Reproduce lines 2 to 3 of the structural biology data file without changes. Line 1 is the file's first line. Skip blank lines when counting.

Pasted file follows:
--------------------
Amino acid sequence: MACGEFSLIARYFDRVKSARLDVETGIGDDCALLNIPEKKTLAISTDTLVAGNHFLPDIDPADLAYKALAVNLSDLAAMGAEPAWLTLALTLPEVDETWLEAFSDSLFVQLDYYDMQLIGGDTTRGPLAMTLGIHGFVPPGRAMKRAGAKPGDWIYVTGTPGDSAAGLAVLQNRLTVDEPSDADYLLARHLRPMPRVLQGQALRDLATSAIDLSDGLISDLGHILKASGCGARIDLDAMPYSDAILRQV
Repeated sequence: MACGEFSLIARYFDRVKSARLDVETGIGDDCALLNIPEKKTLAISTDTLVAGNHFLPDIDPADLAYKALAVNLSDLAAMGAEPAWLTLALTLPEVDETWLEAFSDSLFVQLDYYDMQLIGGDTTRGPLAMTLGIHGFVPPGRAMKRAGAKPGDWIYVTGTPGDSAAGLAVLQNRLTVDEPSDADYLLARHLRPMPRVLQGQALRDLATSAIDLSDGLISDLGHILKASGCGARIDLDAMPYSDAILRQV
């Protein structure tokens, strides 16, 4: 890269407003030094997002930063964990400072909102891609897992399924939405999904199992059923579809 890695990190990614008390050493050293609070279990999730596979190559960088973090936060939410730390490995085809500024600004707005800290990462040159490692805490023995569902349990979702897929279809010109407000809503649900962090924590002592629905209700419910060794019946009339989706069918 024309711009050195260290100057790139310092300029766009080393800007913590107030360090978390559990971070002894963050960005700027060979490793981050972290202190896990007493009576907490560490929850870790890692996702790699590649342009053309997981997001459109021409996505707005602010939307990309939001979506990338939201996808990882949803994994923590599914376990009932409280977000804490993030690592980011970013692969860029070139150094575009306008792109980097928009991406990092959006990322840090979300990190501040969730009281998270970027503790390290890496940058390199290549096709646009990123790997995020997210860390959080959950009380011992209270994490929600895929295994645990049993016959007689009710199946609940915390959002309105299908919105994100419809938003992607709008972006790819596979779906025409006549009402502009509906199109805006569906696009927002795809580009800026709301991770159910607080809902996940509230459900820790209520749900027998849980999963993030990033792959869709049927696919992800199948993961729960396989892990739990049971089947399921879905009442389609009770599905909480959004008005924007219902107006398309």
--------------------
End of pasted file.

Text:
Repeated sequence: MACGEFSLIARYFDRVKSARLDVETGIGDDCALLNIPEKKTLAISTDTLVAGNHFLPDIDPADLAYKALAVNLSDLAAMGAEPAWLTLALTLPEVDETWLEAFSDSLFVQLDYYDMQLIGGDTTRGPLAMTLGIHGFVPPGRAMKRAGAKPGDWIYVTGTPGDSAAGLAVLQNRLTVDEPSDADYLLARHLRPMPRVLQGQALRDLATSAIDLSDGLISDLGHILKASGCGARIDLDAMPYSDAILRQV
């Protein structure tokens, strides 16, 4: 890269407003030094997002930063964990400072909102891609897992399924939405999904199992059923579809 890695990190990614008390050493050293609070279990999730596979190559960088973090936060939410730390490995085809500024600004707005800290990462040159490692805490023995569902349990979702897929279809010109407000809503649900962090924590002592629905209700419910060794019946009339989706069918 024309711009050195260290100057790139310092300029766009080393800007913590107030360090978390559990971070002894963050960005700027060979490793981050972290202190896990007493009576907490560490929850870790890692996702790699590649342009053309997981997001459109021409996505707005602010939307990309939001979506990338939201996808990882949803994994923590599914376990009932409280977000804490993030690592980011970013692969860029070139150094575009306008792109980097928009991406990092959006990322840090979300990190501040969730009281998270970027503790390290890496940058390199290549096709646009990123790997995020997210860390959080959950009380011992209270994490929600895929295994645990049993016959007689009710199946609940915390959002309105299908919105994100419809938003992607709008972006790819596979779906025409006549009402502009509906199109805006569906696009927002795809580009800026709301991770159910607080809902996940509230459900820790209520749900027998849980999963993030990033792959869709049927696919992800199948993961729960396989892990739990049971089947399921879905009442389609009770599905909480959004008005924007219902107006398309």